RC: Having said that, I don't apologize at all, one bit for some of the Earth storylines that we've done. I love them. I think that the global intrigue, political side to the Stargate program is one of the things that makes it so cool. It's happening right now. How do these things change our world? How can you do a show about eight years of going to other planets without seeing the effect of that on Earth and the world?

Though some have expressed consternation at the number of Earth-based stories in recent years, Cooper believes it adds a key element to what Stargate is. From "Full Alert."
BW:: Politics! In fact, that's something that we fully intend to explore more in Season 14 and 15.

RC: I love it. We are going to continue to do that and I don't care what people say about that. It's one of the most interesting aspects of the show. It's happening right now. These are the little people who live on the planet Earth. And seeing how that plays out -- we're going to do a big storyline where an alien plague gets out on Earth, but isn't just contained.

BW:: Genuine pandemic repercussions.

GW: On Earth?

BW:: Mhmm. The fun of doing "Lost City" in Season Seven, and playing -- especially with the casting that we were able to get -- playing the President going, "You have got to be kidding!" when he hears about Anubis. To me that dynamic is so much fun because that's to me the way it would be.

RC: What if Stargate really existed and you had an episode of The West Wing where President Bartlet had to deal with something going wrong with the Stargate program? That's fun!

GW: So can we see William Devane again this year?

RC: Actually, we don't know. It's possible.

BW: He's still on 24.

RC: He apparently had a great time doing the show and would like to come back and we'd love to have him back. Right at the moment we're trying to work out how to make it work so that General Jumper can be on the show again. That may happen.

GW: And [what] about Rick? For the season finale, perhaps?

BW:: We asked him, and I think as a favor to us, we asked him to, for the lack of a better word, endorse the series without him by appearing in it so it seems as though his leaving is just that.

And, by the way, his character is very much alive ... off-screen. [Laughter] I wrote a scene in "Beachhead" where on the other end of the phone he plays a joke on General Landry. Basically he's talking to him and it's: "That's very funny, Jack," and he hangs up the phone.

Richard Dean Anderson has requested to the writers that the door on his character not be permanently shut. From "Origin."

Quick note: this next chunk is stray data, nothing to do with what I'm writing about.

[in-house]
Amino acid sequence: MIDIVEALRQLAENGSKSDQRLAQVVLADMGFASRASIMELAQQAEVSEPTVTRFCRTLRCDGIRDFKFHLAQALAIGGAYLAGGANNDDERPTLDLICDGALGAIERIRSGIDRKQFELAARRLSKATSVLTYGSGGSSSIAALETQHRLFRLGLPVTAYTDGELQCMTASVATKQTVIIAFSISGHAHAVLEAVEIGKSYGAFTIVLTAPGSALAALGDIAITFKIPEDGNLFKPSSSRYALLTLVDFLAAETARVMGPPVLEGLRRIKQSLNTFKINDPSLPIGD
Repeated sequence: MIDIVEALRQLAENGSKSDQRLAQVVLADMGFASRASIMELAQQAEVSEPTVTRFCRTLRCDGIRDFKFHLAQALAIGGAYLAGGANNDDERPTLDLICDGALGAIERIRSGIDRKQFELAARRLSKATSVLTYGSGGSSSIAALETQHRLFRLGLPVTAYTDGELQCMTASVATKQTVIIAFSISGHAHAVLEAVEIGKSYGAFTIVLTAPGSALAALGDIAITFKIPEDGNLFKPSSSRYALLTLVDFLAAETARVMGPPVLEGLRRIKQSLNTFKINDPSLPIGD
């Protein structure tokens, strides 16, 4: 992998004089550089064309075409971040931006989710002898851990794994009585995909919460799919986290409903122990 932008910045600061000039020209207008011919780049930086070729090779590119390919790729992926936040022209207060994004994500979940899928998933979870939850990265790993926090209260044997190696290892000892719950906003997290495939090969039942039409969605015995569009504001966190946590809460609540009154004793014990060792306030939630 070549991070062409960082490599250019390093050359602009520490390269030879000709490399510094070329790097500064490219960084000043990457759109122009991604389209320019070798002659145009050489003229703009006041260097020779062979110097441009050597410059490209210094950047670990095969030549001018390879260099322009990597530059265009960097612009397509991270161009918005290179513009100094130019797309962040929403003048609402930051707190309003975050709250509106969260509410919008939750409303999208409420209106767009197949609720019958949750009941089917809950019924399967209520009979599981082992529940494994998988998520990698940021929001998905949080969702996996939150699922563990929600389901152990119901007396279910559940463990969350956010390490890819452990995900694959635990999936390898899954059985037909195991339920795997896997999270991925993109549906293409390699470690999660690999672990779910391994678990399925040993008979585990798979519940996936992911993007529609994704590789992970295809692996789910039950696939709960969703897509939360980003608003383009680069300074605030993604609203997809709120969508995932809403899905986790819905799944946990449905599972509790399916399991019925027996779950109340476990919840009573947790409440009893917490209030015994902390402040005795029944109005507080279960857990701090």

RC: But the thing is it's more than just having him alive in the series. He's still O'Neill. He's still kind of doing O'Neill things from his office in Washington to people on the base. Imminent situations that they don't expect, not telling them key pieces of information that they should know.

BW:: Yeah, in "Avalon" Landry says -- it's one of my favorite lines -- "He didn't open the damn drawer of his desk the entire time?"

RC: He didn't have keys to the desk. And he's like, "I asked him for a week and he finally admitted he didn't have one. The man never opened a drawer the entire time he was here."

BW:: Which is very O'Neill.

But you're talking six new, between the two series -- and it's one two-hour block of television, because that's how we have to think of it. And that's a lot of new blood, six new actors. But it's great. It's great. And you will see a "shinier" SG-1, certainly.

RC: I think that a little bit of the self-referential humor and the feeling that maybe we, the writers, weren't taking things as seriously as the fans did is gone. Certainly, there's a little more of a straighter take to Season Nine, if that makes any sense. It's a little more straight-forward, hardcore Stargate like it used to be where we're not mocking what's going on in the show.

BW:: If only because it became difficult, when Jack, Sam, Daniel, were in the midst of saving the Earth for time number 73, it became difficult for them not to at least acknowledge, "This is familiar." Whereas with the new blood it's a different story. "Wow, it's my first time saving the Earth! This is going to be great!"

And, in fact, Ben has been playing that energy because Robert wrote a great deal of enthusiasm into the character. And one of his early questions is, "Why am I so enthusiastic?" And the short answer is: "Because he [Robert] was." [Laughter] And so it shows in the work and it shows now in Ben's performance.

GW: It's got to help because Ben -- and he's told me himself -- is a genuine fan of the show.

BW:: He is now, he is now. He's become one, yeah.

GW: That enthusiasm has got to come through the screen.